Monday, August 20, 2018

Dennis the (British) Menace

Beano #3560 (DC Thomson; Nov. 13, 2010; £1.35)
When I was much younger, thanks to two generous pen pals, I became intrigued by British comic books. Other than the British Marvel reprints I could sometimes come across, purely British titles such as Beano and Eagle—and later, 2000 AD—reminded me more of Japanese manga than American comics. Though much thinner each issue than the Japanese news-pulp phone books, the British titles were anthology titles, featuring multiple shorter stories, often in serial form, and featuring different artists and writers. They were weekly. And you could subscribe by giving your newsagent a cut-out coupon that basically said, "Save me a copy every week." (This was before the direct market in the States, and before pull service, so it kind of blew my mind.)

Beano, the presumably most popular title mostly targeting younger boys, was doubly intriguing because it featured a character named Dennis the Menace. But not... our Dennis the Menace. While the American Dennis the Menace created by Hank Ketcham in the early '50s is a portly overalls-wearing all-American boy with a slingshot and nuclear family complete with working father and stay-at-home mother, later appearing on television—the British Dennis the Menace, with rugby shirt and mussed hair, is more along the lines of Donald Rooum's Wildcat comic strips appearing in the anarchist paper Freedom since 1980.

The British comic—originally launching in 1938 and still publishing today—hasn't changed a heck of a lot over the decades. Here is a relatively recent issue I read this weekend:

Dennis and Gnasher—two pages, by Tom Paterson: The red and black-striped shirted ruffian pranks Walter into believing there's a Hound of Beanotown Moor using a shovel, his dog Gnasher, and "the steam from my pies."

Billy Whiz—one page, by Nick Brennan: Two of Billy Whiz's friends figure out how to make snowball fights more fun for him with the aid of a tennis ball machine.

Minnie the Minx—two pages, by Ken H. Harrison: The female version of Dennis the Menace, Minnie—wearing a similar black and white-striped shirt—follows a treasure map and obstacle course, defeating the Haarm brothers and overcoming physical obstacles in order to get to school on time.

Meebo & Zuky—one page, by Laura Howell: A cat and chubby dog, rivals, get each other's goats using musical instruments, including "a lovely double bass."

Calamity James—one page, uncredited: James has obtained an ice lolly from World of Lollies but trips on a little squelchy thingy, angering Mungo McChung, combined Kung Fu and Highland Fling world champion. Another little squelchy thingy propels him into a vat of lime ice lolly mixture, which is problematic.

The Numskulls—two pages, by Barry Glennard: Edd's head is populated by a handful of little creatures similar to Highlights magazine's Timbertoes. He gets invited to a party, but it's a fancy dress party (British English for costume party, natch), so he hastily constructs a costume using breadsticks and a stuffed bird costume sewn inside his mouth. Edd wins first prize, and the Numskulls retract his tongue on its roller.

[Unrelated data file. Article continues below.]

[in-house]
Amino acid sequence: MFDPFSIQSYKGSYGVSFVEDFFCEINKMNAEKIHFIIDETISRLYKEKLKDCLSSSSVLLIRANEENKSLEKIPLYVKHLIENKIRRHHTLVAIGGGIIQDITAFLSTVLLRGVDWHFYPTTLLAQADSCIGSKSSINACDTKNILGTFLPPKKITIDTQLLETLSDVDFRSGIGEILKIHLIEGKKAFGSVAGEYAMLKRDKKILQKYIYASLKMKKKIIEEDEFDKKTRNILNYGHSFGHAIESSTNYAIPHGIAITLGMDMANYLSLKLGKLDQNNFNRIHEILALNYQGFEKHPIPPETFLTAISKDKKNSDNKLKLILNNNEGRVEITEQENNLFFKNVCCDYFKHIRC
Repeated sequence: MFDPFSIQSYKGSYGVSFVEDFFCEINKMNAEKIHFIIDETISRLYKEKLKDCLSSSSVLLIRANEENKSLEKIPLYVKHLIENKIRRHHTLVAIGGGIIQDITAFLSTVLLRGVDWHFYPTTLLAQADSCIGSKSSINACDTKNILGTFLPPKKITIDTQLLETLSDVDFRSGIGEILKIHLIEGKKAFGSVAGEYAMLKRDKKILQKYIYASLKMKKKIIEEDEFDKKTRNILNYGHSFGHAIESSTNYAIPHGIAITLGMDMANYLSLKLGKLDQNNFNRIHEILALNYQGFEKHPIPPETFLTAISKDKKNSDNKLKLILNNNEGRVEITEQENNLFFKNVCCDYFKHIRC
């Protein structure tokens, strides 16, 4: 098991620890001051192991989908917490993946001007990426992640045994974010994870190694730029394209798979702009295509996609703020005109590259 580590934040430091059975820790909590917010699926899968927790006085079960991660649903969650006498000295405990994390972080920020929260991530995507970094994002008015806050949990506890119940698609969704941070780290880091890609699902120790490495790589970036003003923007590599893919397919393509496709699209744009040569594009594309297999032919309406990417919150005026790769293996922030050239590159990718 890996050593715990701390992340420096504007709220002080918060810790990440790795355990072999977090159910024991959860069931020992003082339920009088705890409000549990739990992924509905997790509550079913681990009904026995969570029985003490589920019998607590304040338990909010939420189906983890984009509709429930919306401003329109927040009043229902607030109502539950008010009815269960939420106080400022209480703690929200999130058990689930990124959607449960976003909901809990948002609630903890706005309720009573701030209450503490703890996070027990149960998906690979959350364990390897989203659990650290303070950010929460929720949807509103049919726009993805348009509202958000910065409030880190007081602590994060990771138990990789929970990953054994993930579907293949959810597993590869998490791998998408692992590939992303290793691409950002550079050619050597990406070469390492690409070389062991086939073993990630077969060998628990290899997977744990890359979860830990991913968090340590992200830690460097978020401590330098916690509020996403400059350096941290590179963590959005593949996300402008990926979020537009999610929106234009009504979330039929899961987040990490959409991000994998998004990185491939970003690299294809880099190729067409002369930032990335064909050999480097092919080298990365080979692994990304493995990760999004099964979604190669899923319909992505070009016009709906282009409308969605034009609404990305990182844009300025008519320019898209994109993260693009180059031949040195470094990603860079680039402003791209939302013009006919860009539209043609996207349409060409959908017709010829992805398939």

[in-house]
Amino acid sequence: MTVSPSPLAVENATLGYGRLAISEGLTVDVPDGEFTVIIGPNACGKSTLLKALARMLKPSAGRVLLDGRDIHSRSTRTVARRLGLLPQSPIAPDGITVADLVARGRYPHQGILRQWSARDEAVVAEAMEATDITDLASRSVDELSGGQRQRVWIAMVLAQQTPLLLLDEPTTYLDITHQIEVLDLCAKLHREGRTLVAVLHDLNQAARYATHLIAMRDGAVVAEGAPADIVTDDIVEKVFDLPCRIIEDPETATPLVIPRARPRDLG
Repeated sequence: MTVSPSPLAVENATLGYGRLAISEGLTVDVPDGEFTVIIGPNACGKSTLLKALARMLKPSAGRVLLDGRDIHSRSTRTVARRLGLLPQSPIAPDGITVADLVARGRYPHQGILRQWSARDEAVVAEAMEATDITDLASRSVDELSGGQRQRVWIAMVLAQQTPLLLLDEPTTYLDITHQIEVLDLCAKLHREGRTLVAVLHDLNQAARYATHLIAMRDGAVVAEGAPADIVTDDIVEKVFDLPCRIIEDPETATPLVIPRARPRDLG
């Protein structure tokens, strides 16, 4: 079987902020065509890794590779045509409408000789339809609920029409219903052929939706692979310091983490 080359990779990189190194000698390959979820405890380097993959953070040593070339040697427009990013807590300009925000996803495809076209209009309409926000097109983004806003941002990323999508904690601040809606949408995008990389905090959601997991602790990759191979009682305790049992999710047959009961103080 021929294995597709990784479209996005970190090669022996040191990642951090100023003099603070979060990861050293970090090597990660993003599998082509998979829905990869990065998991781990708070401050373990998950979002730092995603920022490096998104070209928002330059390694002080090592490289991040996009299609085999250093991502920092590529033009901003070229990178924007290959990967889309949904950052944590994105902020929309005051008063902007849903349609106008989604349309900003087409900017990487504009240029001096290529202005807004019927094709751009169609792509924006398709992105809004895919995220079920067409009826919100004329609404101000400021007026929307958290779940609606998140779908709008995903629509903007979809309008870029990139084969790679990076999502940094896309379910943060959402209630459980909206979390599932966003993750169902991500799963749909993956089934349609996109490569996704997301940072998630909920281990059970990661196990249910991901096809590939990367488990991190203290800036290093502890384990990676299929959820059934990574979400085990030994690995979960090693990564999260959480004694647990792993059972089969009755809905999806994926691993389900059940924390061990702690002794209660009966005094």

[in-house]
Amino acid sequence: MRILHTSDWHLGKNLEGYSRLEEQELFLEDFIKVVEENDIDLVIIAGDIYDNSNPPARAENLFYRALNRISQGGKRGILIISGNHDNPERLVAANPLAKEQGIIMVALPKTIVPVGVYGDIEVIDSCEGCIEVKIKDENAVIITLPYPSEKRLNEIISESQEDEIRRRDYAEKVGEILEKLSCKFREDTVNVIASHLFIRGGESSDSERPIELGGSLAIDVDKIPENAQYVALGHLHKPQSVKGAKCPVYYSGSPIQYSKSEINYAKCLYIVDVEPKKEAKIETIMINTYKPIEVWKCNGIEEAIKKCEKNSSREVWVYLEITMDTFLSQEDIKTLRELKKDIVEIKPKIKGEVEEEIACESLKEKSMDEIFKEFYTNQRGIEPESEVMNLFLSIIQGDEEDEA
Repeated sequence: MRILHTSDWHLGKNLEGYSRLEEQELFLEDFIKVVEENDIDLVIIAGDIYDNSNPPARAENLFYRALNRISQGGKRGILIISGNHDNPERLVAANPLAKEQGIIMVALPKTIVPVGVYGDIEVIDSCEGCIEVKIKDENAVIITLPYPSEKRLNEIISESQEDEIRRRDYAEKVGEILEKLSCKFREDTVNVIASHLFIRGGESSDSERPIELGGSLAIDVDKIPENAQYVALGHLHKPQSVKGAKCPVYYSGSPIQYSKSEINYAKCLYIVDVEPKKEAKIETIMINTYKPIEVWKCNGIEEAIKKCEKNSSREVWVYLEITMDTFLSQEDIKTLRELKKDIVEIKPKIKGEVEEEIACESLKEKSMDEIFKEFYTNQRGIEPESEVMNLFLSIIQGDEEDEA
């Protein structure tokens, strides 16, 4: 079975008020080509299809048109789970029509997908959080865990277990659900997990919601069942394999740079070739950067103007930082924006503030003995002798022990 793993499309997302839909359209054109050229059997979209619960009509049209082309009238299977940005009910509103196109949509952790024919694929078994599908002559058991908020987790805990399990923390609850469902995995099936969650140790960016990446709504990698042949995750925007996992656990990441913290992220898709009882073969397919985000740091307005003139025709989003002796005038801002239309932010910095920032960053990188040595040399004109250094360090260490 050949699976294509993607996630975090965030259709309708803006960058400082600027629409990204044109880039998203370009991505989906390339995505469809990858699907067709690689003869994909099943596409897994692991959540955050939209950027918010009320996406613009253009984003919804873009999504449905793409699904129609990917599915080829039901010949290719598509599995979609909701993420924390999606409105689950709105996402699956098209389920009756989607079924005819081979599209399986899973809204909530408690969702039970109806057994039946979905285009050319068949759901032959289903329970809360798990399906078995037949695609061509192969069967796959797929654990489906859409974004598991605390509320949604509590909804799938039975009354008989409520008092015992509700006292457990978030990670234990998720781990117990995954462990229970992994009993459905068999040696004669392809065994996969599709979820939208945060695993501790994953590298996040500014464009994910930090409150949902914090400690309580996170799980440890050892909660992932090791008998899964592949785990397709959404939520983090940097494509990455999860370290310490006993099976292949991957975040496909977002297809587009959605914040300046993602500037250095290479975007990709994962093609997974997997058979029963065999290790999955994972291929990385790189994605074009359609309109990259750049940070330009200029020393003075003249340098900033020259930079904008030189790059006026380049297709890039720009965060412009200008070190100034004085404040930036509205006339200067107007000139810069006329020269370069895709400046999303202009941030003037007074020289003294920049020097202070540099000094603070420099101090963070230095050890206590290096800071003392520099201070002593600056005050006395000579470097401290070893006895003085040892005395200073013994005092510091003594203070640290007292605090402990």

Ratz—one page, by Hunt Emerson (!!!): This might be the highlight of the issue. Long-time British underground cartoonist Emerson offers this strip about a rat who is nervous about not sleeping, only to wake his friends when he finally does.

The Bash Street Kids—two pages, uncredited: Teacher hires a mobile school radio station to broadcast to Beanotown, but the Head distracts him and the kids to take over the station himself. "He wanted to do his 'cool' DJ act. Ha-ha!"

Ivy the Terrible—one page, by Diego Jourdan: Ivy doesn't want to eat too many eggs, so she uses her mother's face cream and a feather pillow to dress up like a chicken, thereby fooling her mother.

Fred's Bed—two pages, by Tom Paterson: Fred has a time traveling bed. In this episode, he meets Tarzan, lord of the jungle. Frightened by a snake, alligators, and an elephant, Fred returns home.

The Three Bears—one page, by Mike Pearse: Perhaps a reprint, the bears trick Frank into abandoning his post guarding the store. They eat his food.

Robbie Rebel—two pages, by Ken H. Harrison: Robbie's parents ask him to close the door because he wasn't born in a cave. So he dreams about being born in a cave. In the dream, he helps start a fire, hits Cheryl over the head, improves on the recently invented wheel—and wakes only to be frightened by his parents' fancy dress party costumes: cavemen!

Roger the Dodger—two pages, uncredited: Roger tries to get out of PE by forging a note, but nothing doing.  He tries to get out of playing football twice using botany and a dummy, only to become the butt of a brutal dodgeball game.

60 Second Dennis—one page, uncredited: Dennis the Menace gets out of shoveling snow by making a snowman decoy and using a shovel as a sled. His father is not pleased.

Each issue includes reader photos, usually with their collection of Beano back issues ("I've got so many Beano annuals, I can even use them as a chair!"), as well as jokes, giveaways, and reader-submitted art.

Availability: I do not know whether this issue has been reprinted, but the Beano annuals make great samplers, as do the Sixty Years of Beano and Dandy collections Focus on the Fifties, Funshine and Laughter, History of Fun, and Side by Side, as well as Dandy and Beano Present an Alphabet of Fun.

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